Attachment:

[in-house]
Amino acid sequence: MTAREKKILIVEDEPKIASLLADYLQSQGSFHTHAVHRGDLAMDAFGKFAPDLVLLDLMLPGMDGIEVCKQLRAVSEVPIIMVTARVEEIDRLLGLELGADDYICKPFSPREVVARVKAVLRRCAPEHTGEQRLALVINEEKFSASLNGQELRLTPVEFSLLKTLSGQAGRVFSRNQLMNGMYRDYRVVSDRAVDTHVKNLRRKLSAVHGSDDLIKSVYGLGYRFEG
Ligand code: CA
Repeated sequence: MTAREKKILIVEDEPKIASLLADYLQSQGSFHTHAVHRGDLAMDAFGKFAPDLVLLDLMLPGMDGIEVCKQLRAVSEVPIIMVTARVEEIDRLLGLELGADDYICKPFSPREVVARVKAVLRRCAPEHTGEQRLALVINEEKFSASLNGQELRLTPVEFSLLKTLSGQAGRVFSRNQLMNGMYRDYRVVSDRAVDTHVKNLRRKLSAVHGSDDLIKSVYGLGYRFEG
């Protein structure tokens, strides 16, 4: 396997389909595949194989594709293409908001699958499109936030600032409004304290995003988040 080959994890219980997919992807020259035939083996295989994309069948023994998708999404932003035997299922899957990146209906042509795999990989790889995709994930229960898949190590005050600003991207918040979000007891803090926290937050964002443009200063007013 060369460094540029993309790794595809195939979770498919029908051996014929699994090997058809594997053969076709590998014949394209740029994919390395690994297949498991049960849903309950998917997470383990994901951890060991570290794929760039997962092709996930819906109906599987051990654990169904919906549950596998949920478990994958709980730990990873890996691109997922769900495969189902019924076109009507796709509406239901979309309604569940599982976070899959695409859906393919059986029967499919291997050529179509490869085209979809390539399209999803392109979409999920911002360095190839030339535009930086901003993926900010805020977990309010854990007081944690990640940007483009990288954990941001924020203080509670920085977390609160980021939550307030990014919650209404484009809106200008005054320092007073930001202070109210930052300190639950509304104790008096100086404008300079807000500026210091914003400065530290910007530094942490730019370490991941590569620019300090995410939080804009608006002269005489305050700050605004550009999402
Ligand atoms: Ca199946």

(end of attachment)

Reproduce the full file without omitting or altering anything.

[in-house]
Amino acid sequence: MTAREKKILIVEDEPKIASLLADYLQSQGSFHTHAVHRGDLAMDAFGKFAPDLVLLDLMLPGMDGIEVCKQLRAVSEVPIIMVTARVEEIDRLLGLELGADDYICKPFSPREVVARVKAVLRRCAPEHTGEQRLALVINEEKFSASLNGQELRLTPVEFSLLKTLSGQAGRVFSRNQLMNGMYRDYRVVSDRAVDTHVKNLRRKLSAVHGSDDLIKSVYGLGYRFEG
Ligand code: CA
Repeated sequence: MTAREKKILIVEDEPKIASLLADYLQSQGSFHTHAVHRGDLAMDAFGKFAPDLVLLDLMLPGMDGIEVCKQLRAVSEVPIIMVTARVEEIDRLLGLELGADDYICKPFSPREVVARVKAVLRRCAPEHTGEQRLALVINEEKFSASLNGQELRLTPVEFSLLKTLSGQAGRVFSRNQLMNGMYRDYRVVSDRAVDTHVKNLRRKLSAVHGSDDLIKSVYGLGYRFEG
């Protein structure tokens, strides 16, 4: 396997389909595949194989594709293409908001699958499109936030600032409004304290995003988040 080959994890219980997919992807020259035939083996295989994309069948023994998708999404932003035997299922899957990146209906042509795999990989790889995709994930229960898949190590005050600003991207918040979000007891803090926290937050964002443009200063007013 060369460094540029993309790794595809195939979770498919029908051996014929699994090997058809594997053969076709590998014949394209740029994919390395690994297949498991049960849903309950998917997470383990994901951890060991570290794929760039997962092709996930819906109906599987051990654990169904919906549950596998949920478990994958709980730990990873890996691109997922769900495969189902019924076109009507796709509406239901979309309604569940599982976070899959695409859906393919059986029967499919291997050529179509490869085209979809390539399209999803392109979409999920911002360095190839030339535009930086901003993926900010805020977990309010854990007081944690990640940007483009990288954990941001924020203080509670920085977390609160980021939550307030990014919650209404484009809106200008005054320092007073930001202070109210930052300190639950509304104790008096100086404008300079807000500026210091914003400065530290910007530094942490730019370490991941590569620019300090995410939080804009608006002269005489305050700050605004550009999402
Ligand atoms: Ca199946």